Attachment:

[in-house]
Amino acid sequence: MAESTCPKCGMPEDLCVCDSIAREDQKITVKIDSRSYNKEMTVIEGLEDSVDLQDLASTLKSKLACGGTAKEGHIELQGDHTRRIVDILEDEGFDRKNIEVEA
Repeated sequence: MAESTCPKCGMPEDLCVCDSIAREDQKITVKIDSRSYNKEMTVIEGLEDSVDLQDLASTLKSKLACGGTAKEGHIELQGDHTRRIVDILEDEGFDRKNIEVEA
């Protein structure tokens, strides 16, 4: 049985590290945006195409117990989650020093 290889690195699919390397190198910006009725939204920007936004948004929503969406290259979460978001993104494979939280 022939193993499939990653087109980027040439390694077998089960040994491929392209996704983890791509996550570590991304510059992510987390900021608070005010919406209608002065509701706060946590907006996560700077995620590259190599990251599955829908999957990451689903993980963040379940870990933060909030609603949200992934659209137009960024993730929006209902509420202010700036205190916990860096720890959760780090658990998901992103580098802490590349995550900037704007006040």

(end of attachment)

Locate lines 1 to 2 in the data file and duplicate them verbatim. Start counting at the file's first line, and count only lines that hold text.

[in-house]
Amino acid sequence: MAESTCPKCGMPEDLCVCDSIAREDQKITVKIDSRSYNKEMTVIEGLEDSVDLQDLASTLKSKLACGGTAKEGHIELQGDHTRRIVDILEDEGFDRKNIEVEA